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Senators to FTC: Investigate Companies that Use Deceptive Online Marketing to Recruit for For-Profit Colleges

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Location: Washington, DC

U.S. Senators Dick Durbin (D-IL), Tom Harkin (D-IA), Frank Lautenberg (D-NJ) and Barbara Boxer (D-CA) today asked the Federal Trade Commission (FTC) to investigate third-party online marketing companies, so called "lead generators," that recruit for for-profit colleges often using deceptive practices. The Senators also urged the FTC to do more to protect consumers from deceptive lead generators by creating meaningful guidelines and strengthening their oversight.

"Between 2001 and 2010, federal student aid funds flowing to for-profit colleges increased from $5.4 billion to $32.2 billion, mostly due to aggressive recruiting practices," the Senators wrote. "Lead generators have become a key part of the aggressive recruiting strategy for many for-profit colleges. Search engines promise prospective students connections to admission offices of selective and well-known public and non-profit colleges. In reality, the lead generators send students' information to for-profit colleges and not the institution(s) in which the student actually expressed interest, with which the ad owners have no relationship."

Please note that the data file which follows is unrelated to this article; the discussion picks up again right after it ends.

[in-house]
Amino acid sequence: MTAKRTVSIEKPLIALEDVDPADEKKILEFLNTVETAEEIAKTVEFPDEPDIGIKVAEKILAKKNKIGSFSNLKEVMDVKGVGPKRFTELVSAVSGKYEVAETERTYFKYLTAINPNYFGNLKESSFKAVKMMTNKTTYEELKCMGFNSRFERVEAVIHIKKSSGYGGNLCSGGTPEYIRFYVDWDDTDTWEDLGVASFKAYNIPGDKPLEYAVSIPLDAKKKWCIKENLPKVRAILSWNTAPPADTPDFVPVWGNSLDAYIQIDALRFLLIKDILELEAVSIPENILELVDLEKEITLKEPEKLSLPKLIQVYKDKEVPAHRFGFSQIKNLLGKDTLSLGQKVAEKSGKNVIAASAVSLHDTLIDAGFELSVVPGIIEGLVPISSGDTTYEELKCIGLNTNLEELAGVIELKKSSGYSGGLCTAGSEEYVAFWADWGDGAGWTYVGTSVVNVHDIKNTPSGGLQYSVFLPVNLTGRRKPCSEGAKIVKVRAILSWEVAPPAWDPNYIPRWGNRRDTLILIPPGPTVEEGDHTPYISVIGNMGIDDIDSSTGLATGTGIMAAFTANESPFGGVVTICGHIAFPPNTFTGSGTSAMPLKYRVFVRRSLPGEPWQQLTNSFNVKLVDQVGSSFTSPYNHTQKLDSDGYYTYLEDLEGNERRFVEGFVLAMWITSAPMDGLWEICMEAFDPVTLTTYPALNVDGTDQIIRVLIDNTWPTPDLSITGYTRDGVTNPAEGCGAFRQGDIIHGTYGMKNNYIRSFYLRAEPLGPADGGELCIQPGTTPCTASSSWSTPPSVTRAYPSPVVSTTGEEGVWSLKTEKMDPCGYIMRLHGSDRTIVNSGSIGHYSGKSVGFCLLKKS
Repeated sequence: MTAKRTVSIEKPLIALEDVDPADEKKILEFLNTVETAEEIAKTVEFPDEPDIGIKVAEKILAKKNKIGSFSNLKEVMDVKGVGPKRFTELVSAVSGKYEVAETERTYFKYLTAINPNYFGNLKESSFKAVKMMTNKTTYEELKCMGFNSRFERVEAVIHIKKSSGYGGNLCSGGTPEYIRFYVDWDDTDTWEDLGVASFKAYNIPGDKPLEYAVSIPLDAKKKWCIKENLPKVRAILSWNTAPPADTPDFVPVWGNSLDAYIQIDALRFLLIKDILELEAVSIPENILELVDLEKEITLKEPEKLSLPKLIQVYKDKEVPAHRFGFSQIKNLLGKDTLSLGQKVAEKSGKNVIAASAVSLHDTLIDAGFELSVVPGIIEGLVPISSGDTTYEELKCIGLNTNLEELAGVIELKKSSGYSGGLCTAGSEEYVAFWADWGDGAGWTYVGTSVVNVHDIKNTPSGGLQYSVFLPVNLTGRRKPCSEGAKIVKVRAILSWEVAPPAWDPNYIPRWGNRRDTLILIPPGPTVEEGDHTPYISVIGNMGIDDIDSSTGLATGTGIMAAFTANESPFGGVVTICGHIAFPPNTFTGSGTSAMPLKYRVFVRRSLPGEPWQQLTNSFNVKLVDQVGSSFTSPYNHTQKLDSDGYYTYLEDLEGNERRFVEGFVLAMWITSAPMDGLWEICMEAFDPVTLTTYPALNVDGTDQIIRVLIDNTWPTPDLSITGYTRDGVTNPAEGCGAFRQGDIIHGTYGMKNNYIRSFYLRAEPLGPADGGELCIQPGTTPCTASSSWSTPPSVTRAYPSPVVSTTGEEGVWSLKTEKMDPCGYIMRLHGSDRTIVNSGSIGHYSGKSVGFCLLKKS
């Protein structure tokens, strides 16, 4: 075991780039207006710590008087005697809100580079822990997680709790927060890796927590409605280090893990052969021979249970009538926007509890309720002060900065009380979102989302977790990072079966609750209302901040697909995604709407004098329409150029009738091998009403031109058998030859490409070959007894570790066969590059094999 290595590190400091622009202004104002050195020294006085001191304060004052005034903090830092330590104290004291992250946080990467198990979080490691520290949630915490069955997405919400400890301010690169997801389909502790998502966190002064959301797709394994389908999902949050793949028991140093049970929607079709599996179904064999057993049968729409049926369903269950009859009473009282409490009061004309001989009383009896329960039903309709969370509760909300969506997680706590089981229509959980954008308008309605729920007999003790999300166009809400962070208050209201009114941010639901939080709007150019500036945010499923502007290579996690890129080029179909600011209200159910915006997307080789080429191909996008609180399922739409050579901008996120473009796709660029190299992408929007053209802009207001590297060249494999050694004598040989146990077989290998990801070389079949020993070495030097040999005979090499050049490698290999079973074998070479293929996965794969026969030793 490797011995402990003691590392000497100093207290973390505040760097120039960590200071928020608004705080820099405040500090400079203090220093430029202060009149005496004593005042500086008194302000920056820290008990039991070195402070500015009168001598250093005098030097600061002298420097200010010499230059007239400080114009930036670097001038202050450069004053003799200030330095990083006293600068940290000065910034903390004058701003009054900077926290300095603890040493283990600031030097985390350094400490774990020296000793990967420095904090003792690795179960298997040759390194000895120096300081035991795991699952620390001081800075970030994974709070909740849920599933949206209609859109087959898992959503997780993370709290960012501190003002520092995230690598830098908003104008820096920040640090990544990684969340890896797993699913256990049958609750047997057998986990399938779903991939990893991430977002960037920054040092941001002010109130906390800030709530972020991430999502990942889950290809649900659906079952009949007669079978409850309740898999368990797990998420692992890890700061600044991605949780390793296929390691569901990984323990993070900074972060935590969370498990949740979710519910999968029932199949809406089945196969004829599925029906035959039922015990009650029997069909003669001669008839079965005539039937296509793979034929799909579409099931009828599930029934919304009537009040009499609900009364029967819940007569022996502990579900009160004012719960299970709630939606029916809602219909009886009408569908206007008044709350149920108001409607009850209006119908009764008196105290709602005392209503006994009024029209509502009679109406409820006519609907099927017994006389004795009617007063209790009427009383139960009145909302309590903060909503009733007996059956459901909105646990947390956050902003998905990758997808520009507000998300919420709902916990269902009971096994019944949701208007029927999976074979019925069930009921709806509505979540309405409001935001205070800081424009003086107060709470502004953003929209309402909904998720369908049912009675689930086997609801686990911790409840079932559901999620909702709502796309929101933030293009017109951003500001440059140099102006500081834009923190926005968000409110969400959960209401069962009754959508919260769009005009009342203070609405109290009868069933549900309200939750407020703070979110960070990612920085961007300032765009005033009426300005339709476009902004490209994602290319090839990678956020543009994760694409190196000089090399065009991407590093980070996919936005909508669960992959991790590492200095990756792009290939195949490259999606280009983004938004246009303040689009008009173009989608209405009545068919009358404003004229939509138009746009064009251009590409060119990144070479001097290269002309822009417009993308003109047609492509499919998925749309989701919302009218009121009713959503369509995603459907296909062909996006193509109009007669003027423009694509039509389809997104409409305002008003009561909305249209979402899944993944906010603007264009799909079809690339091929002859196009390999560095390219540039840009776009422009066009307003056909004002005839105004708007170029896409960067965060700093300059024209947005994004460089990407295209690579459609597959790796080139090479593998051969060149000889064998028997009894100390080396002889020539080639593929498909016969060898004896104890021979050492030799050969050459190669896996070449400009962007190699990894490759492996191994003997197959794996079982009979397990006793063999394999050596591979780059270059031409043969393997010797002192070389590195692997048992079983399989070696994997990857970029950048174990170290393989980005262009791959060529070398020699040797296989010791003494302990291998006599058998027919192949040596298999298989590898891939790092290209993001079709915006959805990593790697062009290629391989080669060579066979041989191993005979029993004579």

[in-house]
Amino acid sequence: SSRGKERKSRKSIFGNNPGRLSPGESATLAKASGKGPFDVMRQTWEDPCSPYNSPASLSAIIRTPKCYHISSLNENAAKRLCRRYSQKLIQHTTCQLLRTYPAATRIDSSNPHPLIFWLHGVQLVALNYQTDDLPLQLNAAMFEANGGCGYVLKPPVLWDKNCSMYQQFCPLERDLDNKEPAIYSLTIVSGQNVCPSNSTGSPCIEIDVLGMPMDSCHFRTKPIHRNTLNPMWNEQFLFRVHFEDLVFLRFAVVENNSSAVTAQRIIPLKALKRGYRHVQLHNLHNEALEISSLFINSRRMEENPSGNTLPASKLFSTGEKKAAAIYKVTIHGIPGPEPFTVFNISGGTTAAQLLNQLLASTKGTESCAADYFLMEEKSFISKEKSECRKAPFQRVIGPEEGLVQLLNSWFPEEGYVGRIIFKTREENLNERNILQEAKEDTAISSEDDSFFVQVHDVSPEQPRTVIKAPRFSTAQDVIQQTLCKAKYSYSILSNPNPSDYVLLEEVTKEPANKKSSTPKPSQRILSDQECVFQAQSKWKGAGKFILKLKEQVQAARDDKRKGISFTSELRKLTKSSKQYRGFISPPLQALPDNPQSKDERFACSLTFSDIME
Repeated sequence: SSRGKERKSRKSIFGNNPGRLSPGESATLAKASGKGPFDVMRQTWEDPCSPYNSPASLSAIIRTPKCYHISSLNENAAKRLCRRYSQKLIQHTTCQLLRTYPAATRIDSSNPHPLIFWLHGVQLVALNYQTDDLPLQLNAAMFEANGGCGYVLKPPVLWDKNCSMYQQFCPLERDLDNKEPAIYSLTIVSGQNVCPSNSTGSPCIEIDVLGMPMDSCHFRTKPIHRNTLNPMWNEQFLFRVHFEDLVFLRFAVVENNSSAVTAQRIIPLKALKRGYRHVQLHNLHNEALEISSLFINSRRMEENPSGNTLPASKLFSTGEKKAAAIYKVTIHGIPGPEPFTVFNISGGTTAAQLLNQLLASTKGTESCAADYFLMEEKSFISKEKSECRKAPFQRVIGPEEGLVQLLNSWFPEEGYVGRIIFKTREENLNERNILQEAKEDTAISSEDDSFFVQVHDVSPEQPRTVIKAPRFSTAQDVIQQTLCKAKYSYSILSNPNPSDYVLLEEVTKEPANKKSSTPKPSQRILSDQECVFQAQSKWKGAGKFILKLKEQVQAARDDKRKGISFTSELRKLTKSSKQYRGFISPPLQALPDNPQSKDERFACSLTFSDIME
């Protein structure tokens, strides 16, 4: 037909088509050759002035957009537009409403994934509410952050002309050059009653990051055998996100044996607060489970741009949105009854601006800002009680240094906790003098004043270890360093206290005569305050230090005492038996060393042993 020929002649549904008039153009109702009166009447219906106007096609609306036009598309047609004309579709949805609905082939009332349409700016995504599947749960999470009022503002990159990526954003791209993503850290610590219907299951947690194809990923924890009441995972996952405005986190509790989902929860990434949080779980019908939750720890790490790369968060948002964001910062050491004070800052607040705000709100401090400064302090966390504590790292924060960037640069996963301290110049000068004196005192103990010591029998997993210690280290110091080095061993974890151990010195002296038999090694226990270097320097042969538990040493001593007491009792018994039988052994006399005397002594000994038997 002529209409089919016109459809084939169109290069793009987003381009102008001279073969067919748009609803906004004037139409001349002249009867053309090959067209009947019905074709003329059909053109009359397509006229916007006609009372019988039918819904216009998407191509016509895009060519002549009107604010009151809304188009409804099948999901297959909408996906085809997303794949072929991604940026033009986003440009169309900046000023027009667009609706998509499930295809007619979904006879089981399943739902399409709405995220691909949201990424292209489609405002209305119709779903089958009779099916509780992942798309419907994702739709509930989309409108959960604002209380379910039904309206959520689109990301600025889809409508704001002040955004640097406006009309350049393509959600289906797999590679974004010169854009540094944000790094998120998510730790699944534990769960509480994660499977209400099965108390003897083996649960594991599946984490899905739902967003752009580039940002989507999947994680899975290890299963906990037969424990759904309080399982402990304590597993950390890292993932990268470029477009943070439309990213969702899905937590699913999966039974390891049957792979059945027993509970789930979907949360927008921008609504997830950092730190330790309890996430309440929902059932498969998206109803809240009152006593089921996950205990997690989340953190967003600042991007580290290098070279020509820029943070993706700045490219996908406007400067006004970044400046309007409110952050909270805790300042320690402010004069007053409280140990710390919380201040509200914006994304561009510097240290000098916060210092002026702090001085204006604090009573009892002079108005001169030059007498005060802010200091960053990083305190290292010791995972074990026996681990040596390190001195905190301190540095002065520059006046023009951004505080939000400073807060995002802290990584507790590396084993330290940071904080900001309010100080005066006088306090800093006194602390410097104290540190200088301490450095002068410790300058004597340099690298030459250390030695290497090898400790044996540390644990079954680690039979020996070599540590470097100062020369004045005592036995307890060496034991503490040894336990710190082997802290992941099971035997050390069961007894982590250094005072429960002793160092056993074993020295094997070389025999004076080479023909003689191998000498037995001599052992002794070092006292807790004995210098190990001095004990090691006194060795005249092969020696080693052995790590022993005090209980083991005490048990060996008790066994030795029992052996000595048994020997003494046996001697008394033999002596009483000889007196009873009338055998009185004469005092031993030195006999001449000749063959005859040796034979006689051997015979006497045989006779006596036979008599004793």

In June, after a lengthy investigation, Kentucky Attorney General Jack Conway, Illinois Attorney General Lisa Madigan and 18 other state attorneys general announced they had reached a settlement with QuinnStreet Inc., a major lead generator. QuinnStreet operated sites that recruited veterans and other students on behalf of for-profit colleges and the states alleged that the company had violated consumer-protection laws by running "false, misleading, and deceptive" sites which falsely implied that they were operated or approved by the federal government. As part of the settlement, QuinnStreet agreed to pay $2.5 million and close one of its sites, GIbill.com.


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